[Image courtesy of vetsmart]
This week’s issue of electionlineWeekly features another terrific story by my colleague Mindy Moretti, who writes about the impact of Wisconsin’s ongoing voter ID fight on next Tuesday’s April 3 primary.
The new law has currently been halted by two separate trial courts, and the appeals courts have certified both cases to the state Supreme Court who could, in theory, rule on the challenge before polls open on Tuesday.
I’ve already written before (“Deltaphobia“) about the effect of change on election administration, and this current situation puts those concerns front and center. Specifically, notwithstanding the efforts of the state Government Accountability Board to keep clerks apprised of the latest developments in the ID fight, the uncertainty (which Moretti calls the “on-again, off again voter ID law”) is creating problems for election officials and voters:
“We had several elections last year when our poll workers asked for the ID during the soft implmentation. So to go back to not having to ask is minor. Not knowing if the injunction will be overturned before the April election is probably more of a concern.” Dankmeyer, La Crosse County clerk said. “The biggest issue is the confusion it is causing with the public. We worked hard to make sure they were educated and informed on this new law only to have it reversed. We are getting calls asking for clarification on the injunction and what parts the injunction affects.”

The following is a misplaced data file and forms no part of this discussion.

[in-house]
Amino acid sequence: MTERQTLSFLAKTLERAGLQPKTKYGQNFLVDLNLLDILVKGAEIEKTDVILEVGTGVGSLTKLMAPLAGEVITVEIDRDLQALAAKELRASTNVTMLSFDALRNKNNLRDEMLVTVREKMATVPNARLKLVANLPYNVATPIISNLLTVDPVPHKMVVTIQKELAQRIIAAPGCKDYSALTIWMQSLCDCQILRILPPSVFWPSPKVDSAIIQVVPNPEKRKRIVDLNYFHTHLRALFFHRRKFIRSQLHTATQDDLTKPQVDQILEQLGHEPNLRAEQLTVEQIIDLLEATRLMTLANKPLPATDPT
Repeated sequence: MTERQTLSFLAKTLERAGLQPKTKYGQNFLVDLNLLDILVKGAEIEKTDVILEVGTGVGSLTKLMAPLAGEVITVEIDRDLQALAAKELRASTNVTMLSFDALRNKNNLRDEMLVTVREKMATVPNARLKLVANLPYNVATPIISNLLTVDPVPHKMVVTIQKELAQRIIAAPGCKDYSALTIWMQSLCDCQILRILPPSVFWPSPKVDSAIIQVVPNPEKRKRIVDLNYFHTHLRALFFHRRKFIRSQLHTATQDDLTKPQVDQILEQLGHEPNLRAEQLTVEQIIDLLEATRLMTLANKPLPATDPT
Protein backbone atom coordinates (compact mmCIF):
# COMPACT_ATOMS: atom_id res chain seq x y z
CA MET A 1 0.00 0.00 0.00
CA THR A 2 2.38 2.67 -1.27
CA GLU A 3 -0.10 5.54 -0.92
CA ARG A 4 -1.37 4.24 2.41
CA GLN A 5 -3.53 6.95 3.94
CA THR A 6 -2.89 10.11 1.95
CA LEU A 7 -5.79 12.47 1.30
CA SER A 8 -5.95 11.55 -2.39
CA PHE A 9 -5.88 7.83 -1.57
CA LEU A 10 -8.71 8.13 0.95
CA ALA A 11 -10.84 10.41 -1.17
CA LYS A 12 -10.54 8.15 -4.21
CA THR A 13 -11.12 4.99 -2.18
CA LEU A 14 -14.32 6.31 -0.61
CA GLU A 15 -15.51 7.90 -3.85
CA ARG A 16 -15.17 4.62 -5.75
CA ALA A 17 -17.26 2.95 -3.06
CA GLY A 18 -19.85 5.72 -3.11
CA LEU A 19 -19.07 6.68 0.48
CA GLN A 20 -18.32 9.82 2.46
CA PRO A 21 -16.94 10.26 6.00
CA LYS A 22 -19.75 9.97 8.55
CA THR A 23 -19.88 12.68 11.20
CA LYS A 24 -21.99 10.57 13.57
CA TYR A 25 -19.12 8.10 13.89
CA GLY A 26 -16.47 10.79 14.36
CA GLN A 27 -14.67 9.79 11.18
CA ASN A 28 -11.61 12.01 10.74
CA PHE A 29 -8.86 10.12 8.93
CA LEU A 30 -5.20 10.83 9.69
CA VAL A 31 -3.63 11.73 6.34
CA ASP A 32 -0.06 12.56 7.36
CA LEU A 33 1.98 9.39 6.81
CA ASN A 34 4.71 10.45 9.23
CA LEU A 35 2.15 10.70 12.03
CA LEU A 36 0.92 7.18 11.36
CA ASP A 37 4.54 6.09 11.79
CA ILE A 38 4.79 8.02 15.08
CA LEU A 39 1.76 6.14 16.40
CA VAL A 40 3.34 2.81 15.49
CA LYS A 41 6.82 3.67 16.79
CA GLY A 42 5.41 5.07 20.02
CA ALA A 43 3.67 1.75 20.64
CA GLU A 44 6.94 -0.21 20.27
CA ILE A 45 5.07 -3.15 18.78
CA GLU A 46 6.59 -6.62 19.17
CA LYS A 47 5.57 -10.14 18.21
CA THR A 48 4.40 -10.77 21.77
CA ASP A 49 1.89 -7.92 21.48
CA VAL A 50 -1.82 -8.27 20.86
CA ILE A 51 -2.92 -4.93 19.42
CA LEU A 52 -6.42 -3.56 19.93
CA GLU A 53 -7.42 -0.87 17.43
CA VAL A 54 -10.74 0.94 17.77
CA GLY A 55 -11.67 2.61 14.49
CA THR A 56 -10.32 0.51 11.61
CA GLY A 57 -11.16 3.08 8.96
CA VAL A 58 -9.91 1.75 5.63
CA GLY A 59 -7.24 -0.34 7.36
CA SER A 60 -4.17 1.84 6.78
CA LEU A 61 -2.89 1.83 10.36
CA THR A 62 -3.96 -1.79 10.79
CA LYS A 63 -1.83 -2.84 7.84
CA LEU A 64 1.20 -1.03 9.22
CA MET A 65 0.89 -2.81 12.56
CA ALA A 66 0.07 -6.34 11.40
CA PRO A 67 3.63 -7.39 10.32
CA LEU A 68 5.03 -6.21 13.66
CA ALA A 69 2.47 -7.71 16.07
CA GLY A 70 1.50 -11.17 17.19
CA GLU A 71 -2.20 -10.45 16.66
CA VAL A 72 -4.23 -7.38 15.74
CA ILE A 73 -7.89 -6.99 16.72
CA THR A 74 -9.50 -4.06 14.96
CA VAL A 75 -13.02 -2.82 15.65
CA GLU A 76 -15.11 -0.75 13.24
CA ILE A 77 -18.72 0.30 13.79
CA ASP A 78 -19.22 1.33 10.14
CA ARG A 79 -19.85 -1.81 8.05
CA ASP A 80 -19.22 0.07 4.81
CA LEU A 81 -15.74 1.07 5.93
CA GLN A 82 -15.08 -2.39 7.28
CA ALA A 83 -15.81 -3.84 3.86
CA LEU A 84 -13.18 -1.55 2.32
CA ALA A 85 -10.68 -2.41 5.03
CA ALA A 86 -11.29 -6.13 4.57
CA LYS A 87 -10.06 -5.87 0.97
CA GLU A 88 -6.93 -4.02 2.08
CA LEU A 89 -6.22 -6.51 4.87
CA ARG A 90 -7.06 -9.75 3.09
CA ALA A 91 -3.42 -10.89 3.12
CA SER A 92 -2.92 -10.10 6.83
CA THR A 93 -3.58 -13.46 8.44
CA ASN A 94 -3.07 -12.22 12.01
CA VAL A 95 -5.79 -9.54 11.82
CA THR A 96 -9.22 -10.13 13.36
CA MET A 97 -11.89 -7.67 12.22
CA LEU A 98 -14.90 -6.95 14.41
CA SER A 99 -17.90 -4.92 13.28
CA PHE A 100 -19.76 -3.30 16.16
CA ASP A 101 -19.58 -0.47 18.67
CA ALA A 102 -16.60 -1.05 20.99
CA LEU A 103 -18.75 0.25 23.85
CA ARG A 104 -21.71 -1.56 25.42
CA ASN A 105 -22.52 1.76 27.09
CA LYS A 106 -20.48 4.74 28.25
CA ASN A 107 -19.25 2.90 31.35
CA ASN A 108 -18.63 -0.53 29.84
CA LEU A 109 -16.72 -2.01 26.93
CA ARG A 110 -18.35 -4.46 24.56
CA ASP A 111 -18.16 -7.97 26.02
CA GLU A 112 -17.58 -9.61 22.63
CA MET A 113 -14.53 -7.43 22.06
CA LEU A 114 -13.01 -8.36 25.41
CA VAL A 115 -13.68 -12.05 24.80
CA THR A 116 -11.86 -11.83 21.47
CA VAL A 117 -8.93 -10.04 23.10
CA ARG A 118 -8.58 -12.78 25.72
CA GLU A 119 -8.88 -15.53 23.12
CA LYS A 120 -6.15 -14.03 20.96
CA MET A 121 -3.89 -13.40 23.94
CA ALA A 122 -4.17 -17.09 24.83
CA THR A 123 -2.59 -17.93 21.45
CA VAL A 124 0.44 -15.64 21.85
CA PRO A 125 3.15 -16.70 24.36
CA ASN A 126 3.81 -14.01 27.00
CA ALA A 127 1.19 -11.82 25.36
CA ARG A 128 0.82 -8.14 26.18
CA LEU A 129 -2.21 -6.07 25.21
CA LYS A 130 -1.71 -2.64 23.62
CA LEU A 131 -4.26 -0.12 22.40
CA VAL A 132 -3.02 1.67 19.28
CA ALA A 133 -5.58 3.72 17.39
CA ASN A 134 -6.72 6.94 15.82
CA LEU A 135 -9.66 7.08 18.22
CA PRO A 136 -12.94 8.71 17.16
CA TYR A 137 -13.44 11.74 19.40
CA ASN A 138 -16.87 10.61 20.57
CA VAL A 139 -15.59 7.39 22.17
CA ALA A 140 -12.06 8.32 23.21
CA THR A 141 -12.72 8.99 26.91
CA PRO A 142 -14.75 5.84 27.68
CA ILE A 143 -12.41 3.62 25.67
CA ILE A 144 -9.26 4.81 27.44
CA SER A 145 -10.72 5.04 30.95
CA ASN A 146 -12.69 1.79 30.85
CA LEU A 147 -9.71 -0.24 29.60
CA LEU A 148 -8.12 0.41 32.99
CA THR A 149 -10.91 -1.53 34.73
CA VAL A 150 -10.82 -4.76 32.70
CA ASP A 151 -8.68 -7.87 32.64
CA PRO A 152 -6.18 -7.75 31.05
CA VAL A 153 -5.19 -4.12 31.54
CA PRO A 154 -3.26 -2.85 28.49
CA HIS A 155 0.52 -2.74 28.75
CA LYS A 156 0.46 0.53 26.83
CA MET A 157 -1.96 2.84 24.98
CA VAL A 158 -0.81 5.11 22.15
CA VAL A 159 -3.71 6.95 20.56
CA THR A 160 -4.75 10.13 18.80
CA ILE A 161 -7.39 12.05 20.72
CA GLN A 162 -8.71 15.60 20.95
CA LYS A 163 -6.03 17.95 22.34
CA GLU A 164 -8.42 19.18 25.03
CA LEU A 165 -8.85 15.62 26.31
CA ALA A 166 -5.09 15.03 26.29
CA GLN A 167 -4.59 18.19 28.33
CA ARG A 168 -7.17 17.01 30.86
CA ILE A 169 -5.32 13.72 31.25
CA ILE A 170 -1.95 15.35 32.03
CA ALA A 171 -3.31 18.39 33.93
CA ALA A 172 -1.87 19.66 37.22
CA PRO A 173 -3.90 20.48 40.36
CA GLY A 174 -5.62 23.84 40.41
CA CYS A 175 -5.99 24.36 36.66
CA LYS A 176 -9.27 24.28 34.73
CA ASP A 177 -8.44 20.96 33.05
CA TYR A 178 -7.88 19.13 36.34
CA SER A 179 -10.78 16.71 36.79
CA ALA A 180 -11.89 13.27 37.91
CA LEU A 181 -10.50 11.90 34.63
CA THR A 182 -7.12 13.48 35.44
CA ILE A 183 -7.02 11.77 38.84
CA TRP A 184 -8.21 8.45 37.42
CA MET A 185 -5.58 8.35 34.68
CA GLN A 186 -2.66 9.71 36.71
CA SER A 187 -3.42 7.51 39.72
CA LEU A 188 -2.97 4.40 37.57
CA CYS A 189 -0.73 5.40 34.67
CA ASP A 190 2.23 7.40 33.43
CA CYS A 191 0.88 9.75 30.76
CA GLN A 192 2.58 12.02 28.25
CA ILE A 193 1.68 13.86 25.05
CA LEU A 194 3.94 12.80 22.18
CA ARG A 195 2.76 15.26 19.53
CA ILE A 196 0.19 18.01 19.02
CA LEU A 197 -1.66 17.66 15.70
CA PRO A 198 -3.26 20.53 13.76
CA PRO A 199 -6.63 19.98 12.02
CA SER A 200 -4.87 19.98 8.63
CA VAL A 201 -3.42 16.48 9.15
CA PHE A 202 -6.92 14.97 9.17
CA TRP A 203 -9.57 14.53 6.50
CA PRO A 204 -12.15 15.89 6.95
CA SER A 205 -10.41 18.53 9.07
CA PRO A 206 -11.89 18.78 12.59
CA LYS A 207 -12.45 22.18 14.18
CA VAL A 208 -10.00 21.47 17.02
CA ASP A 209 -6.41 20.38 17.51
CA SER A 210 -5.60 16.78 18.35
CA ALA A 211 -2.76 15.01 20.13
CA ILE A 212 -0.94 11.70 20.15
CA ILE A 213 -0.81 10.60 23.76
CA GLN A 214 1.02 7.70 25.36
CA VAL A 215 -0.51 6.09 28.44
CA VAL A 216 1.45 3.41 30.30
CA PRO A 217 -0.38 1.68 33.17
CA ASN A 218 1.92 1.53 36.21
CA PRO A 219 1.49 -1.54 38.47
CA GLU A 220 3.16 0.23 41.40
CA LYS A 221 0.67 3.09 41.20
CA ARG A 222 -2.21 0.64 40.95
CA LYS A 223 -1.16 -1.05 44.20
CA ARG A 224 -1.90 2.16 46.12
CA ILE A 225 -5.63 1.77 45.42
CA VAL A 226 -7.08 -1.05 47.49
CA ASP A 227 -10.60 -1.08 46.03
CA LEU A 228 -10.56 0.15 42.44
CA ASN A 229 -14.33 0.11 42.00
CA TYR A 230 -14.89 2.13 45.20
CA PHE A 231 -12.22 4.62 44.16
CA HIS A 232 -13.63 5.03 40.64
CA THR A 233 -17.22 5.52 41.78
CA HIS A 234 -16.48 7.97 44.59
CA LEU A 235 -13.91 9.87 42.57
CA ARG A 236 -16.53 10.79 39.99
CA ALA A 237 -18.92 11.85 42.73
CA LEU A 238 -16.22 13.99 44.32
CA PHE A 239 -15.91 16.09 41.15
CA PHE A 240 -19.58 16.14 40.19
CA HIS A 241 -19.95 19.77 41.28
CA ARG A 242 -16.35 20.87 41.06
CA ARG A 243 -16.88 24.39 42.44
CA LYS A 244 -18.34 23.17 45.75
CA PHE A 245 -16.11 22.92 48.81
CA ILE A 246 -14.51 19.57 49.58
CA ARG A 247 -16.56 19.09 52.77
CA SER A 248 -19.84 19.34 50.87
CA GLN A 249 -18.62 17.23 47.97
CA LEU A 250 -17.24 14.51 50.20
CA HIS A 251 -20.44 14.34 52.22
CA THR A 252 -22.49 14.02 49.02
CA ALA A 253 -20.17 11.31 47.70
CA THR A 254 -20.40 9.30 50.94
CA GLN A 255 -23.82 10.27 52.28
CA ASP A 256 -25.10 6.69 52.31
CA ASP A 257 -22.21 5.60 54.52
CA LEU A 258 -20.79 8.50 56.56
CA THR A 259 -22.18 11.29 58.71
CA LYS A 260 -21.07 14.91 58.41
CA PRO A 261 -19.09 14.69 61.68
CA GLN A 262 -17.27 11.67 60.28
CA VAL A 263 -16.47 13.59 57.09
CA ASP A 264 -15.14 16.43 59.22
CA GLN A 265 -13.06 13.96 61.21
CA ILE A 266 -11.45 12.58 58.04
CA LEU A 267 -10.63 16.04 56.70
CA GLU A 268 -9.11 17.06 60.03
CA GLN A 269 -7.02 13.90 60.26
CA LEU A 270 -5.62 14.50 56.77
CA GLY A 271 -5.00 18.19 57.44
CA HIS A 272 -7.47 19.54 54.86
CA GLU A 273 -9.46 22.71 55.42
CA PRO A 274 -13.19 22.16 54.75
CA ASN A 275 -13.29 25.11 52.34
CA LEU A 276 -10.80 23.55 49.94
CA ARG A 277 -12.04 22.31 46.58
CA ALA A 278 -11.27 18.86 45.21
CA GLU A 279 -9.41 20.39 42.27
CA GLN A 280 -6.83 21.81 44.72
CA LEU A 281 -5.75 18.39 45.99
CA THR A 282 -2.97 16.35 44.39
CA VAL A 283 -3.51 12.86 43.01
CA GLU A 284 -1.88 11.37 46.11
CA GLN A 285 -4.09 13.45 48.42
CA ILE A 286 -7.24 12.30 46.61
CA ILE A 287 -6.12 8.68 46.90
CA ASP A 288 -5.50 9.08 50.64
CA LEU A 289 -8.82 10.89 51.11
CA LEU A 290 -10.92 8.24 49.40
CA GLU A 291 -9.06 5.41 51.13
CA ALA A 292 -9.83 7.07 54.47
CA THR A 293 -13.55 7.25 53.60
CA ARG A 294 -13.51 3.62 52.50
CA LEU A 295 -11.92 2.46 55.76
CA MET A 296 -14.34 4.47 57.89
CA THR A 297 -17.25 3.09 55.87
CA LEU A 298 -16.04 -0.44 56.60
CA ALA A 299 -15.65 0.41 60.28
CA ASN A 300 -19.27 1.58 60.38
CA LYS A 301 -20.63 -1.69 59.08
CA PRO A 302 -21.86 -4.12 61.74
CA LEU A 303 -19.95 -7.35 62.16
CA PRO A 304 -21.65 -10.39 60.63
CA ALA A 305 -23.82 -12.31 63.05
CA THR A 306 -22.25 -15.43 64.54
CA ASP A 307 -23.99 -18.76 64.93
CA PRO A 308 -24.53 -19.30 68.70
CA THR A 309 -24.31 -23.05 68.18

“I believe voters which had an election in February — when voter photo ID was required — may become frustrated with the on-again/off-again requirements,” [Waukesha County Clerk Kathy] Nickolaus said. “In the portion of [the] County that had an election in February only one person forgot their photo ID and voted provisionally.”
Moreover, the uncertainty is forcing election officials to double up on training and instructions – which in turn increase costs for taxpayers:
“It has caused us to back track on a lot of things, we’ve had to change our training materials for election workers making the election process even more costly then it already is,” said Denise Wetzel, Rusk County clerk. “We’ve had to try and do press releases to keep the public informed, change information on many different web pages, pull publications, etc. that also leads to added cost of wages for people to do all this.”
I suppose it’s an unavoidable fact of elections that the biggest changes in election policy tend to occur when policymakers are thinking about elections, which is right before Election Day. And it’s completely understandable that both sides in Wisconsin’s fight believe their view of the issue should prevail.
Yet, as I’ve observed elsewhere, as Election Day approaches, it becomes vitally important to respect the legal aphorism that “it is more important that the law be certain than just.” Whatever your view of the legitimacy of voter ID or any other change to elections, not knowing the rules beforehand can create confusion on Election Day – and confusion about the results afterwards.
In other words, I really hope the Wisconsin Supreme Court doesn’t wait until 7am next Tuesday to issue a ruling; in the words of Shakespeare’s Macbeth –
If it were done when ’tis done, then ’twere well / It were done quickly …